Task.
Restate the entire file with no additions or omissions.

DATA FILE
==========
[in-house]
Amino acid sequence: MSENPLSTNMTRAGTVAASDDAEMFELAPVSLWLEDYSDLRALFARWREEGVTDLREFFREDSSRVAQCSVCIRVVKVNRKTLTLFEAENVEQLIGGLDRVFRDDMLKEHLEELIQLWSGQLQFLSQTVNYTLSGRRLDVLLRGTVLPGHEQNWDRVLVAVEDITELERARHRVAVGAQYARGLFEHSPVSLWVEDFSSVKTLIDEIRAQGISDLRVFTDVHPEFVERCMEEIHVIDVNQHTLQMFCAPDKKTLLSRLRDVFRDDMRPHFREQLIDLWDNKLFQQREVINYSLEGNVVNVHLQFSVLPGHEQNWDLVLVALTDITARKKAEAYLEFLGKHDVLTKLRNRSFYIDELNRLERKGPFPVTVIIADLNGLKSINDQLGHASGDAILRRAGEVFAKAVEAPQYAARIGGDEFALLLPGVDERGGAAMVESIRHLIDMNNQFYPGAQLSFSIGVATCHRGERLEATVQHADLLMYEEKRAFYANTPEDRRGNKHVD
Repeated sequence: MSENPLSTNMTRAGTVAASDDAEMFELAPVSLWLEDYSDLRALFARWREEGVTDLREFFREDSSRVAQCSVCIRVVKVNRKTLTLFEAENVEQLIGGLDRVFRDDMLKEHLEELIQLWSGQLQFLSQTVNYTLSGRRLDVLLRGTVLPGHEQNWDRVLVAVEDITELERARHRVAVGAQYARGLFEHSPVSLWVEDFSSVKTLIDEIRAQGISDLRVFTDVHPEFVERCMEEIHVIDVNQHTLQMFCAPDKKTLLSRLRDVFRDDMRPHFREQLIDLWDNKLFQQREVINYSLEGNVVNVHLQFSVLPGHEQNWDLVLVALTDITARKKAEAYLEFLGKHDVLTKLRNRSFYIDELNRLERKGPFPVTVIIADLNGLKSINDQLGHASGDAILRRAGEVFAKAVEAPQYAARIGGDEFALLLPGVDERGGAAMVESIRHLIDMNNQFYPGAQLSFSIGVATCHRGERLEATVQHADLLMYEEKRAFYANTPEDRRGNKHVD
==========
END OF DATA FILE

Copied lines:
[in-house]
Amino acid sequence: MSENPLSTNMTRAGTVAASDDAEMFELAPVSLWLEDYSDLRALFARWREEGVTDLREFFREDSSRVAQCSVCIRVVKVNRKTLTLFEAENVEQLIGGLDRVFRDDMLKEHLEELIQLWSGQLQFLSQTVNYTLSGRRLDVLLRGTVLPGHEQNWDRVLVAVEDITELERARHRVAVGAQYARGLFEHSPVSLWVEDFSSVKTLIDEIRAQGISDLRVFTDVHPEFVERCMEEIHVIDVNQHTLQMFCAPDKKTLLSRLRDVFRDDMRPHFREQLIDLWDNKLFQQREVINYSLEGNVVNVHLQFSVLPGHEQNWDLVLVALTDITARKKAEAYLEFLGKHDVLTKLRNRSFYIDELNRLERKGPFPVTVIIADLNGLKSINDQLGHASGDAILRRAGEVFAKAVEAPQYAARIGGDEFALLLPGVDERGGAAMVESIRHLIDMNNQFYPGAQLSFSIGVATCHRGERLEATVQHADLLMYEEKRAFYANTPEDRRGNKHVD
Repeated sequence: MSENPLSTNMTRAGTVAASDDAEMFELAPVSLWLEDYSDLRALFARWREEGVTDLREFFREDSSRVAQCSVCIRVVKVNRKTLTLFEAENVEQLIGGLDRVFRDDMLKEHLEELIQLWSGQLQFLSQTVNYTLSGRRLDVLLRGTVLPGHEQNWDRVLVAVEDITELERARHRVAVGAQYARGLFEHSPVSLWVEDFSSVKTLIDEIRAQGISDLRVFTDVHPEFVERCMEEIHVIDVNQHTLQMFCAPDKKTLLSRLRDVFRDDMRPHFREQLIDLWDNKLFQQREVINYSLEGNVVNVHLQFSVLPGHEQNWDLVLVALTDITARKKAEAYLEFLGKHDVLTKLRNRSFYIDELNRLERKGPFPVTVIIADLNGLKSINDQLGHASGDAILRRAGEVFAKAVEAPQYAARIGGDEFALLLPGVDERGGAAMVESIRHLIDMNNQFYPGAQLSFSIGVATCHRGERLEATVQHADLLMYEEKRAFYANTPEDRRGNKHVD